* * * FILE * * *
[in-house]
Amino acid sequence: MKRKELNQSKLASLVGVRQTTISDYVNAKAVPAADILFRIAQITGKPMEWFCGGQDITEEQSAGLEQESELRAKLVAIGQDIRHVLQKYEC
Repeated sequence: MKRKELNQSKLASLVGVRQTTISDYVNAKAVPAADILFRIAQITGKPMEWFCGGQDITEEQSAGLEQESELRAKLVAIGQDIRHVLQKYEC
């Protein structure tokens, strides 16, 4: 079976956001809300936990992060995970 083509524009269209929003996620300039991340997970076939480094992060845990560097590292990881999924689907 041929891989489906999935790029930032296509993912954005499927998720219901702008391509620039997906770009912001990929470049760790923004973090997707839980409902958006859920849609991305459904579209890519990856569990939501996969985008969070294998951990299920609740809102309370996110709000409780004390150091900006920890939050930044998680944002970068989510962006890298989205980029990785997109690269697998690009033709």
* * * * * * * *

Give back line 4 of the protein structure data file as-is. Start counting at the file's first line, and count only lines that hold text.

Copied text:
């Protein structure tokens, strides 16, 4: 079976956001809300936990992060995970 083509524009269209929003996620300039991340997970076939480094992060845990560097590292990881999924689907 041929891989489906999935790029930032296509993912954005499927998720219901702008391509620039997906770009912001990929470049760790923004973090997707839980409902958006859920849609991305459904579209890519990856569990939501996969985008969070294998951990299920609740809102309370996110709000409780004390150091900006920890939050930044998680944002970068989510962006890298989205980029990785997109690269697998690009033709």